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hence, delay the time when new, quiet aircraft types provide a really improved situation.

We do believe that the prospects are good for achieving significant reductions in the noise of the JT8D powered aircraft either by jet noise suppression or by the new front fan program. In a relatively short time, the flight test data can prove or disprove these concepts. In the case of the DC-8 and B-707 we do not see any acceptable solution in the presently active programs. We would urge the Government to consider reactivation of the new front fan program for the JT3D engine.

We should point out that this discussion pertains to what we see as technologically practical. We, as a manufacturer, can develop noise suppression kits for installation on our products and can apply our expertise to minimize the operating cost increase recently-resulting from the modication designs. We can provide the kit costs (assuming we know the quantity required) and the schedule of availability along with the performance penalties and noise reductions that will result from the installation of these kits. However, we cannot establish the total cost associated with a retrofit program, nor can we determine the economic reasonableness of retrofitting these kits.

We believe that such determinations must be accomplished by the Government and the airlines.

One further point. We do have new technology high bypass ratio turbofan engines in the higher thrust class suitable for large aircraft. We do not have any such engine in the 20- to 25,000-pound thrust class. Until such an engine is developed, there will be no new quiet aircraft to replace the existing aircraft in the DC-9, 737, 727 categories. We would urge Government support of the development of such an engine as a prerequisite to reaching the desired improvements in the airport noise situation.

In conclusion, we pledge our continued support and our cooperation with government agencies and other members of the aviation industry in seeking a viable solution to the complex problem of the noise of the current fleet.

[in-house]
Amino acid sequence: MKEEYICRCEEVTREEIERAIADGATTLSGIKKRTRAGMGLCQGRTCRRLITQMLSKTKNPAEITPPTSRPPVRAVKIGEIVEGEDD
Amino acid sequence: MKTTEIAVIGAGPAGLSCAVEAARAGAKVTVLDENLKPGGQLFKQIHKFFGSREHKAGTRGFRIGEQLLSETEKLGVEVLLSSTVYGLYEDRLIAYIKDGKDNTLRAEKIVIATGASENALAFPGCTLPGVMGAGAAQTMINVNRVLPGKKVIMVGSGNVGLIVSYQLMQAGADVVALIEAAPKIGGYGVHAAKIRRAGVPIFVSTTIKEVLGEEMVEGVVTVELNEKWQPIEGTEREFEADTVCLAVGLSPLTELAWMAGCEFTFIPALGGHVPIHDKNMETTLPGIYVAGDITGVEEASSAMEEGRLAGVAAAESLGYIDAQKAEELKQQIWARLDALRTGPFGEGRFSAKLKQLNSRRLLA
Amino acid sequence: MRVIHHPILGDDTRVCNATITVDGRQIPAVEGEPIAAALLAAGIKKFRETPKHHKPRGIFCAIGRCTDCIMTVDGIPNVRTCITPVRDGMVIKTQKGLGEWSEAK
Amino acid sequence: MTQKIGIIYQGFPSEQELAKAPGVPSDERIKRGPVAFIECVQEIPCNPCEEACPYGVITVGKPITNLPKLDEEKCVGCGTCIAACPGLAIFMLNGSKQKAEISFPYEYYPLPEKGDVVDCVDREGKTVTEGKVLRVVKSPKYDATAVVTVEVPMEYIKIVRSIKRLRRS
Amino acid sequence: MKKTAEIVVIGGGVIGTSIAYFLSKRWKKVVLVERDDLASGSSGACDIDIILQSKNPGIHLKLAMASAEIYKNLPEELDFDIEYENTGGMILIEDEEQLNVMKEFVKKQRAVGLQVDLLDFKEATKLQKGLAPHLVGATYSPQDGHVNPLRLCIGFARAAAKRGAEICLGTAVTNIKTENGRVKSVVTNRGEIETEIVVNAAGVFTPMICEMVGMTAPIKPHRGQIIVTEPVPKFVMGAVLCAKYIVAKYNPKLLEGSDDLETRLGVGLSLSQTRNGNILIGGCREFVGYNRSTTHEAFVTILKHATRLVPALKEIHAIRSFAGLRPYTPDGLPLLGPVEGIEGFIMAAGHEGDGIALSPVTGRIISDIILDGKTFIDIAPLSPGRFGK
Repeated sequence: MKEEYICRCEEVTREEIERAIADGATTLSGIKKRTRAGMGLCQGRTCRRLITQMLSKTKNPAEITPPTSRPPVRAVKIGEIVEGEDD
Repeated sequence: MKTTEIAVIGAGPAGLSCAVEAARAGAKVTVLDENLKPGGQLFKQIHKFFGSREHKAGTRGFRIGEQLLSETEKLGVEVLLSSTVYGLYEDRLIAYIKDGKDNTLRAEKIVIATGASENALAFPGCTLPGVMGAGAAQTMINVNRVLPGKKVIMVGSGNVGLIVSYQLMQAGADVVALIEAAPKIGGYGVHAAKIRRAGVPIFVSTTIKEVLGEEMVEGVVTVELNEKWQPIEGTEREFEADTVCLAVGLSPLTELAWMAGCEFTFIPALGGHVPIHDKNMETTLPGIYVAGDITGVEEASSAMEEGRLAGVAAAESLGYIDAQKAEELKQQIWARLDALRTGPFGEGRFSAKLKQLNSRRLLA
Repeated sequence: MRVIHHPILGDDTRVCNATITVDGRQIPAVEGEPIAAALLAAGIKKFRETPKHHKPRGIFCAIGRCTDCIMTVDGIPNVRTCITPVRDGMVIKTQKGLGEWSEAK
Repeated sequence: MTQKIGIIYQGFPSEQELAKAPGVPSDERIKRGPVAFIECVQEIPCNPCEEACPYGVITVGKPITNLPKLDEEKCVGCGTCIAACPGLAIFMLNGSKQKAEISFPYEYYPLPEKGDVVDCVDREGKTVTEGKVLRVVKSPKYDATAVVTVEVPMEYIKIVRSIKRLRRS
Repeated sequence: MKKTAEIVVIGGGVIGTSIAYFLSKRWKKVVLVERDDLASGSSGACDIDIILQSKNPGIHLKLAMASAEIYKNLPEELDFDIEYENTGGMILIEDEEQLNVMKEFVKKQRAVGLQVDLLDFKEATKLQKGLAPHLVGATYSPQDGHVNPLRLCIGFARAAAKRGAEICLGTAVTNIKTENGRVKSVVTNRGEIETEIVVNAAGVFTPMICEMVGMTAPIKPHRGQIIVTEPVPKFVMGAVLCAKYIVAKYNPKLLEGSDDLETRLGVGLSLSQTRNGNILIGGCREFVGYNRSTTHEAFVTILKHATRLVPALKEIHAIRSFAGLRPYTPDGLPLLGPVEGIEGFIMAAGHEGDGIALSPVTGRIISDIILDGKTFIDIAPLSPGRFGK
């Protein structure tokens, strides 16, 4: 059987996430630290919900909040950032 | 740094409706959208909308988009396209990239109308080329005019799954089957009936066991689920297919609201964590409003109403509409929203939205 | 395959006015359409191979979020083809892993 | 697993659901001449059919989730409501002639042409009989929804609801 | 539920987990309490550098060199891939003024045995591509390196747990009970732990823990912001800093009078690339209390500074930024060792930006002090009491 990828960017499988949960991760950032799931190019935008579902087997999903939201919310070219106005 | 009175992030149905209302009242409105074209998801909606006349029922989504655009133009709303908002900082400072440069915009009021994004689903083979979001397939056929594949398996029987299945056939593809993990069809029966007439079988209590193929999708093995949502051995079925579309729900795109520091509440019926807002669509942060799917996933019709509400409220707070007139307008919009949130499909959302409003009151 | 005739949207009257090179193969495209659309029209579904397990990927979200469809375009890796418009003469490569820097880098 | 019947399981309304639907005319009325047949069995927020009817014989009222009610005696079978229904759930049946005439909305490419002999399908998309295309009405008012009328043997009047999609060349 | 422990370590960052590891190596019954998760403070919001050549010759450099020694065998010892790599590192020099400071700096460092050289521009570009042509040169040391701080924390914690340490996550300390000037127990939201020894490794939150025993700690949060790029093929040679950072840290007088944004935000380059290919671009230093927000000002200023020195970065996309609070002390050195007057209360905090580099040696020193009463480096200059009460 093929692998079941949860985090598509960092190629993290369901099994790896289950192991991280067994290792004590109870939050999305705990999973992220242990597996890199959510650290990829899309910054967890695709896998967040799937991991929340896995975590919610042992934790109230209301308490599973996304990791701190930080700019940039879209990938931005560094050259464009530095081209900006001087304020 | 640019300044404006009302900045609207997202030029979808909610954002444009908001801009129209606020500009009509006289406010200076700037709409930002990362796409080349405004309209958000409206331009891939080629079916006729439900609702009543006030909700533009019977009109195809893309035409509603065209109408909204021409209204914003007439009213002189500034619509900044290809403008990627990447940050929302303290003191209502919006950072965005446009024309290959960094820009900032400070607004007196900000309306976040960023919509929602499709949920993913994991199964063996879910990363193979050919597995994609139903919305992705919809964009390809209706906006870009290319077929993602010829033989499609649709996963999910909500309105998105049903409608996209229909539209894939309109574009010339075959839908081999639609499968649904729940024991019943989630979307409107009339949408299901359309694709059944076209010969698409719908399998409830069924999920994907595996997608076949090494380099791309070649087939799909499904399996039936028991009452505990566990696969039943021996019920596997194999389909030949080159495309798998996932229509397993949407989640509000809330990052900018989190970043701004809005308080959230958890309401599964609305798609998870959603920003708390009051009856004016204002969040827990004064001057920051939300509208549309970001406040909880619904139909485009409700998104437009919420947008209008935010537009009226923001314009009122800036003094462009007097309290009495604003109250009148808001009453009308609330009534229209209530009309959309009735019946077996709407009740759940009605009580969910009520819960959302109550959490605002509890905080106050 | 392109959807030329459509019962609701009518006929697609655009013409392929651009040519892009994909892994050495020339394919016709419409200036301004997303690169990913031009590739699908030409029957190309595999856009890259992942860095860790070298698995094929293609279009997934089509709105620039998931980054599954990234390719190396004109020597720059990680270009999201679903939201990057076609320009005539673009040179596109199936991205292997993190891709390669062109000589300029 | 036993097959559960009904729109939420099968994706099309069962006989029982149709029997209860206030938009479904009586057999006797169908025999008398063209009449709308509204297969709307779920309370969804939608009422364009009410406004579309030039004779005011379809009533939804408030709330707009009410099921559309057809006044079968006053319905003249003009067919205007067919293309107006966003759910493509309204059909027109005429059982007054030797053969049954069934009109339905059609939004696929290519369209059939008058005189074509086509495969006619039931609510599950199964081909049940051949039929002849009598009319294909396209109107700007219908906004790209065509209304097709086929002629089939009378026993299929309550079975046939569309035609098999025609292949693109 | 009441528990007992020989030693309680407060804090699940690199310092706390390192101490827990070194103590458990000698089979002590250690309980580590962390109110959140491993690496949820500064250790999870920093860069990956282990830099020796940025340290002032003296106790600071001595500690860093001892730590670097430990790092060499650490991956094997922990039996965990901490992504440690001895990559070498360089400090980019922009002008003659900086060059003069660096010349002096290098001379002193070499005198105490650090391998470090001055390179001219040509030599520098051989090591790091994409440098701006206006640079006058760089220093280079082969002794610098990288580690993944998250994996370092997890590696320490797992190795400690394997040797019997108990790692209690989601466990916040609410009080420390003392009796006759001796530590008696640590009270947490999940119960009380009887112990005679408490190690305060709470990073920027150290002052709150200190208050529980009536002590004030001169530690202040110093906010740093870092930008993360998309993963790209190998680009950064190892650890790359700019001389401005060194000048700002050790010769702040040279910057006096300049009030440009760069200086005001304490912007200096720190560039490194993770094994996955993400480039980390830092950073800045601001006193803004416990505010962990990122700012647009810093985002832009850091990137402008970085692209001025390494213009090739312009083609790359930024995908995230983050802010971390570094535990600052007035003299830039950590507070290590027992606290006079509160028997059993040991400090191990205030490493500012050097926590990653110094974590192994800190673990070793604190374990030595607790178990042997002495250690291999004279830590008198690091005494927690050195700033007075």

Thank you, Mr. Chairman.

Senator CANNON. Well, thank you very much for a very fine statement, Mr. McPike. I think you have helped us very much in pointing out that there is no immediate solution to the entire problem, that this is something that is going to take some time and a lot of effort and in that connection I would like to ask you at what level do you think the JT3D fan research ought to go ahead, dollar wise; do you have a feel for what ought to be going into that program?

My recollection is that it was about $2 million last year, the NASA effort.

Mr. McPIKE. Yes, sir.

It was that order of magnitude. Could I perhaps respond by saying the current program alloted for the JT8D, not just for this year, but it is on the order of $55 million. This would include flight test demonstrations.

I would say that the order of a similar kind of cost would be re

quired in order to accomplish a similar flight test demonstration for the JT2D powered aircraft.

Senator CANNON. Now, do you think that if NASA were to go ahead with an R. & D. program with the JT3D in next year's project, which they now propose to cut out, do you think that that would give us a product, a usable product-strike that.

Let me put it a different way; at what point in time do you think that we could come up with a usable product that could be retrofitted into these aircraft?

Mr. McPIKE. I would respond that it should be about the same time that we are able to fly certifiable hardware, on the order of late 1975. There would be an additional time to provide the production kits, of course, to put on to the aircraft.

Senator CANNON. So that if you had a flight demonstration program in 1975, then how long a time do you think it would be before production kits would be available after that demonstration?

Mr. McPIKE. If the production decisions could be made, perhaps early in 1975, before the final flight test program, and I should point out that there would be what we tend to call a boiler plate hardware flight test program earlier than that to demonstrate proof of concept.

I would say that sometime between 1 and 2 years after the late 1975 date would be required in order to provide the first kits suitable for incorporation on aircraft.

Senator CANNON. So, we would be talking, in terms of the start of a retrofit program, somewhere along the line of early in 1977? Mr. McPIKE. 1976 and 1977, yes.